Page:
Navigating A Mormon Faith Crisis
Parting with the church of Latter Day Saints (LDS) can be equal parts transformative and disorienting. How do you find the path forward when you are in the middle of a faith crisis? How can you cope when you leave a culture that provides you with certainty, community and a direction for your life? Do you leave every part of your LDS identity and LDS culture behind or keep what fits? And what does this mean for your relationships that were once grounded in shared beliefs, lifestyle and faith?
Unique Challenges During An LDS Faith Crisis
Following a change in belief, faith or practice many find it can be difficult to have relationships with friends and family that now fear for your soul and salvation. Talking about your new lifestyle can feel impossible or come at great cost. Bonding and socializing may suddenly feel challenging and shallow. Some may have the experience that their worth was once measured by activities, committees, tithing, marriage or a growing family feelings. Without these measures, feelings of shame, guilt and deep personal doubt can set in.
Additionally, your LDS faith crisis might come with additional changes in your life. For example, you may fear that questioning or leaving the faith will end in a divorce or having to move out of your home. How will you explain your changing faith and participation to your children? Perhaps your faith crisis was coupled with a different understanding of your sexuality or gender expression. Know that while you are not alone in this, you are having an experience that is unique to you. This transition can be accompanied by feelings of depression or anxiety. Take the time to be honest with yourself and fearless in an assessment of your hopes, fears, doubts and certainties.
“You have been criticizing yourself for years, and it hasn’t worked.
Try approving of yourself and see what happens.”
“I’ve Been Struggling For So Long With My Mormon Faith Crisis.”
A change of faith and identity can take more than weeks, months… even years as the layers of your upbringing unfold. Although there are certainly exceptions, it’s likely that your faith did not change overnight. For many of our clients, they can look back and realize that it was years ago that they had their first doubt. They can see how their “shelf” slowly accumulated unanswered questions over time. Just because you are clear that you no longer want to participate fully in your faith does not meet you’ll suddenly have all the answers and 100% clarity about what is next. This is especially true if you experienced spiritual abuse or religious trauma during your lifetime.
Whether you have left the church publicly or if you have only admitted this in intimate moments with your own heart, know that your journey matters. There is no one path forward. And you deserve unconditional support. You can have a safe place to plant your feet as you ground deeply into your unquestionable worth. You have a right to set boundaries that protect your heart, mind and body in this unique journey of belief.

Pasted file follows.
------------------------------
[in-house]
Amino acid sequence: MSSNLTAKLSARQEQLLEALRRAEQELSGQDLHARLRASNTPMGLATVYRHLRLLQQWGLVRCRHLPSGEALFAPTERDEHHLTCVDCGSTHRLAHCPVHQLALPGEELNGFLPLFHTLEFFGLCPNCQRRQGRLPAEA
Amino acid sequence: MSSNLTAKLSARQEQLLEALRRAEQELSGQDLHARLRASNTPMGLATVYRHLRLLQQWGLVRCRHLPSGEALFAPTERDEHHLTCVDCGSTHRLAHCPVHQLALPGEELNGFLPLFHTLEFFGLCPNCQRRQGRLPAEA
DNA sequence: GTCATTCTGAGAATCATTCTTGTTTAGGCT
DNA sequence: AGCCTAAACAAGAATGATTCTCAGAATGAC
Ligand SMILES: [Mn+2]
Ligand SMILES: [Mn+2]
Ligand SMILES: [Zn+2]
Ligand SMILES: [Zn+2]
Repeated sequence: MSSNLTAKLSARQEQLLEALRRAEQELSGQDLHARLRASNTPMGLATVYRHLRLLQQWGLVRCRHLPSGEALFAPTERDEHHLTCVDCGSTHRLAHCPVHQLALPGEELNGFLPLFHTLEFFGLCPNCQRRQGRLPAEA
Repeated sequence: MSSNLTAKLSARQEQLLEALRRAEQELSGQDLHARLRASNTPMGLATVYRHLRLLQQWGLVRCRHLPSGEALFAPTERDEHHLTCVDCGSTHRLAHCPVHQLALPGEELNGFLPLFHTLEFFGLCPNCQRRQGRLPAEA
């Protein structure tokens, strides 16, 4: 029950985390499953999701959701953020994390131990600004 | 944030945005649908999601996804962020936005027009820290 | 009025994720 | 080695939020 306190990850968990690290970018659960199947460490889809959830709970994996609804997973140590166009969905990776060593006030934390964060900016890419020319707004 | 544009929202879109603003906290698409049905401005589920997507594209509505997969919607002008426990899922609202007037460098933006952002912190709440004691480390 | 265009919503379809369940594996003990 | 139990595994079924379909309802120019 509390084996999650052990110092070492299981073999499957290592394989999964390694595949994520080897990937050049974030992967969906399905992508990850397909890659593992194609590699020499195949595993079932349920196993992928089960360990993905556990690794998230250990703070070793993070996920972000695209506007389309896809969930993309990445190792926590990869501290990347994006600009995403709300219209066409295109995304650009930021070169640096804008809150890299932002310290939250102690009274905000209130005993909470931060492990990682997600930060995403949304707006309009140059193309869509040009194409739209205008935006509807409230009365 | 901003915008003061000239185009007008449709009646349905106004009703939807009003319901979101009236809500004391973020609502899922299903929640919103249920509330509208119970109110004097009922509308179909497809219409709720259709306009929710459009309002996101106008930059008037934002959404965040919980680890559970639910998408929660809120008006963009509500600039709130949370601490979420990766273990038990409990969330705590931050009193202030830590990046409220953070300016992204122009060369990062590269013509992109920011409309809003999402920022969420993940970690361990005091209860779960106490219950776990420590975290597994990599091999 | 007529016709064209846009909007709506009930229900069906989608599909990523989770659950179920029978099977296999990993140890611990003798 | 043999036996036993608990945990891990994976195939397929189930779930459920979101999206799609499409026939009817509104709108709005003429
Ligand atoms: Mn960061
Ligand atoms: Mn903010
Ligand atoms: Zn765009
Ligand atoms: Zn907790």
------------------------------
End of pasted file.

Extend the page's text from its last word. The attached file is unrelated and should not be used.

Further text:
Relying on a neutral friend or family member that you can trust is also a great outlet. According to a Forbes.com article “7 Ways To Support A Depressed Friend” someone who won’t minimize your feelings can help.
Navigating A Mormon Faith Crisis With Therapy
Counseling during an LDS personal faith crisis (and many other lifestyle transitions) can help. Quality mental health counseling is based on the belief that all individuals are worthy and valuable regardless of their identity or faith. The Guided Wellness team of therapists understands that faith is a personal, intimate experience which varies from person to person regardless of their religion (or lack thereof). We are located in St. George, Utah and provide in-person and telemedicine sessions.
Let us be totally clear about this: Counseling is not meant to lead you away from nor towards any faith or religion but to support you where you are and where you hope to go with respect and honor for your individual path.
“When you recover or discover something that nourishes your soul and brings joy,
care enough about yourself to make room for it in your life.”
Jean Shinoda Bolen
Having a safe, confidential environment to explore your questions can help immensely. Why? Well, many of us do not allow ourselves to explore certain questions (and their answers) out of guilt or shame. To admit we are having doubt about major life issues can inspire feelings of vulnerability and isolation. Some of us grew up in environments where doubt, questions or “challenging authority” were met with criticism and punishment. Counseling at Guided Wellness is the opposite of this – we intentionally create an experience to lighten the shame and fear you may have picked up along the way.
This is not a straightforward matter. Along the way you’ll feel a variety of things: certainty, confusion, doubt, clarity, strength, weakness, shame and confidence. Allow yourself the care and compassion you deserve. Investing in your inherent value is critically important during this time. You may need to put additional effort into setting boundaries and having relationships that honor your unique pace as you come to terms with where you stand with your faith (or no faith). We see you. We honor you. We welcome you wherever and however you are.